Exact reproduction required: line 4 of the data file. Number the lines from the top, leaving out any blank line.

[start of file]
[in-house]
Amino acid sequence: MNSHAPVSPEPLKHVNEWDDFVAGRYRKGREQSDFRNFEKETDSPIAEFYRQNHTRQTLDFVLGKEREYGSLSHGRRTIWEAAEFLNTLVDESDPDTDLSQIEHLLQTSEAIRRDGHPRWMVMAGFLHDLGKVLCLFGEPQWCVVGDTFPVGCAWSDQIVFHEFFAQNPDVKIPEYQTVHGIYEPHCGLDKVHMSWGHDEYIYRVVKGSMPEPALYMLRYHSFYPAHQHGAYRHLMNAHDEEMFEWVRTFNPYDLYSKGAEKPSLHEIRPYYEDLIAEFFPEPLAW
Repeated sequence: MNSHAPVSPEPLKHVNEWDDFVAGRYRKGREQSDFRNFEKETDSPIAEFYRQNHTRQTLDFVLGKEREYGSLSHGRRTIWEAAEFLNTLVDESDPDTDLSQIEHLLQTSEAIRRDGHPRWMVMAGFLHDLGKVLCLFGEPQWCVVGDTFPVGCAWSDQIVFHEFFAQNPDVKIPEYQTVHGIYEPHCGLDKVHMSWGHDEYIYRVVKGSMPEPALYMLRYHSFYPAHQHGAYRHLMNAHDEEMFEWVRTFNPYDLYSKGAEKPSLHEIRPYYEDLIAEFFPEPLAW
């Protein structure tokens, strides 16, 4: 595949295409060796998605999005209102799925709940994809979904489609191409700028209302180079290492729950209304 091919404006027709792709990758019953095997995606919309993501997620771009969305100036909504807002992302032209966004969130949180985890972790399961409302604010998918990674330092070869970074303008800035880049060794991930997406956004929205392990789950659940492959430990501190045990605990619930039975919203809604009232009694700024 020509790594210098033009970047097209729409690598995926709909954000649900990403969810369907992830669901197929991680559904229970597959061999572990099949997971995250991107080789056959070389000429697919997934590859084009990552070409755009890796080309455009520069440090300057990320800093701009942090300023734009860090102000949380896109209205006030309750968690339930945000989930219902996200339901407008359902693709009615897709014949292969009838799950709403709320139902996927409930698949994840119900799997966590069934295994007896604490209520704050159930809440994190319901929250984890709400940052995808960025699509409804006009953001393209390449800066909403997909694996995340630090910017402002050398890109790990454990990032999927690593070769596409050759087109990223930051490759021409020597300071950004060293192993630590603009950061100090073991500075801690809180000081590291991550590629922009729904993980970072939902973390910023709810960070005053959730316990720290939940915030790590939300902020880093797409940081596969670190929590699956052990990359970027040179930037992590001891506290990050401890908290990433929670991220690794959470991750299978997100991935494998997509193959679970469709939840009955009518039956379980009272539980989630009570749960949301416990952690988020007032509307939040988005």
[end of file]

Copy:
């Protein structure tokens, strides 16, 4: 595949295409060796998605999005209102799925709940994809979904489609191409700028209302180079290492729950209304 091919404006027709792709990758019953095997995606919309993501997620771009969305100036909504807002992302032209966004969130949180985890972790399961409302604010998918990674330092070869970074303008800035880049060794991930997406956004929205392990789950659940492959430990501190045990605990619930039975919203809604009232009694700024 020509790594210098033009970047097209729409690598995926709909954000649900990403969810369907992830669901197929991680559904229970597959061999572990099949997971995250991107080789056959070389000429697919997934590859084009990552070409755009890796080309455009520069440090300057990320800093701009942090300023734009860090102000949380896109209205006030309750968690339930945000989930219902996200339901407008359902693709009615897709014949292969009838799950709403709320139902996927409930698949994840119900799997966590069934295994007896604490209520704050159930809440994190319901929250984890709400940052995808960025699509409804006009953001393209390449800066909403997909694996995340630090910017402002050398890109790990454990990032999927690593070769596409050759087109990223930051490759021409020597300071950004060293192993630590603009950061100090073991500075801690809180000081590291991550590629922009729904993980970072939902973390910023709810960070005053959730316990720290939940915030790590939300902020880093797409940081596969670190929590699956052990990359970027040179930037992590001891506290990050401890908290990433929670991220690794959470991750299978997100991935494998997509193959679970469709939840009955009518039956379980009272539980989630009570749960949301416990952690988020007032509307939040988005």